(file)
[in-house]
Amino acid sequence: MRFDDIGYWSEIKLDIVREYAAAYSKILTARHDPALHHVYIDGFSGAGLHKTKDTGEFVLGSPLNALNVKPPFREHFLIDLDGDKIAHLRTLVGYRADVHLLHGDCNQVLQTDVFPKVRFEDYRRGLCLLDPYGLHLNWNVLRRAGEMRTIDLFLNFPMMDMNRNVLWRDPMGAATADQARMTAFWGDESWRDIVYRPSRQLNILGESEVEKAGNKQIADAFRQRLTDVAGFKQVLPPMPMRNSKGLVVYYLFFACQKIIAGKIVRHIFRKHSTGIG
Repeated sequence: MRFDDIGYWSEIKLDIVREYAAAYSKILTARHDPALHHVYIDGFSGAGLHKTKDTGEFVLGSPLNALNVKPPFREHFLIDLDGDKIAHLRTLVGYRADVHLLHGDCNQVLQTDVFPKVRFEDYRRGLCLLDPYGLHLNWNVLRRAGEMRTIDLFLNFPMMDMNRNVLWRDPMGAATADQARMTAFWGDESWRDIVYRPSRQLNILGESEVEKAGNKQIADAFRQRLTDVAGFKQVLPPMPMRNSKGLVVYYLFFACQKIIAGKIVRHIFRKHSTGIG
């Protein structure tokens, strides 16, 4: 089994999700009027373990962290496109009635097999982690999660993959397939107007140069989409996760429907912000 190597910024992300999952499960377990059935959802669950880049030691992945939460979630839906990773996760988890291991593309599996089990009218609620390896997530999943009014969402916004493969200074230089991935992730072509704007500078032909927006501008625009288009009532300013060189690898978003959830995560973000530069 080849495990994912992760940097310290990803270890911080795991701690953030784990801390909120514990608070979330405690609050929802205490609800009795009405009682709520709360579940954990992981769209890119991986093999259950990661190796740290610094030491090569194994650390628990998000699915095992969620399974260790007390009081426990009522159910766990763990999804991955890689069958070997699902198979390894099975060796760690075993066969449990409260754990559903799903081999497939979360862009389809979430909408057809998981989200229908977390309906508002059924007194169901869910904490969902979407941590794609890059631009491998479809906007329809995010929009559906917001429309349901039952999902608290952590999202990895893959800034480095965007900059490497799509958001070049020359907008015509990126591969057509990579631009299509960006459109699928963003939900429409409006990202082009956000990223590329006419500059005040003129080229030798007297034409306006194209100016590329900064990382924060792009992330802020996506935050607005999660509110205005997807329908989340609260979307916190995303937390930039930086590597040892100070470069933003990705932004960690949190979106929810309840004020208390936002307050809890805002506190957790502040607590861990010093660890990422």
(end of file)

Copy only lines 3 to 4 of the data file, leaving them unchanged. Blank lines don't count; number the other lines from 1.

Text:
Repeated sequence: MRFDDIGYWSEIKLDIVREYAAAYSKILTARHDPALHHVYIDGFSGAGLHKTKDTGEFVLGSPLNALNVKPPFREHFLIDLDGDKIAHLRTLVGYRADVHLLHGDCNQVLQTDVFPKVRFEDYRRGLCLLDPYGLHLNWNVLRRAGEMRTIDLFLNFPMMDMNRNVLWRDPMGAATADQARMTAFWGDESWRDIVYRPSRQLNILGESEVEKAGNKQIADAFRQRLTDVAGFKQVLPPMPMRNSKGLVVYYLFFACQKIIAGKIVRHIFRKHSTGIG
């Protein structure tokens, strides 16, 4: 089994999700009027373990962290496109009635097999982690999660993959397939107007140069989409996760429907912000 190597910024992300999952499960377990059935959802669950880049030691992945939460979630839906990773996760988890291991593309599996089990009218609620390896997530999943009014969402916004493969200074230089991935992730072509704007500078032909927006501008625009288009009532300013060189690898978003959830995560973000530069 080849495990994912992760940097310290990803270890911080795991701690953030784990801390909120514990608070979330405690609050929802205490609800009795009405009682709520709360579940954990992981769209890119991986093999259950990661190796740290610094030491090569194994650390628990998000699915095992969620399974260790007390009081426990009522159910766990763990999804991955890689069958070997699902198979390894099975060796760690075993066969449990409260754990559903799903081999497939979360862009389809979430909408057809998981989200229908977390309906508002059924007194169901869910904490969902979407941590794609890059631009491998479809906007329809995010929009559906917001429309349901039952999902608290952590999202990895893959800034480095965007900059490497799509958001070049020359907008015509990126591969057509990579631009299509960006459109699928963003939900429409409006990202082009956000990223590329006419500059005040003129080229030798007297034409306006194209100016590329900064990382924060792009992330802020996506935050607005999660509110205005997807329908989340609260979307916190995303937390930039930086590597040892100070470069933003990705932004960690949190979106929810309840004020208390936002307050809890805002506190957790502040607590861990010093660890990422």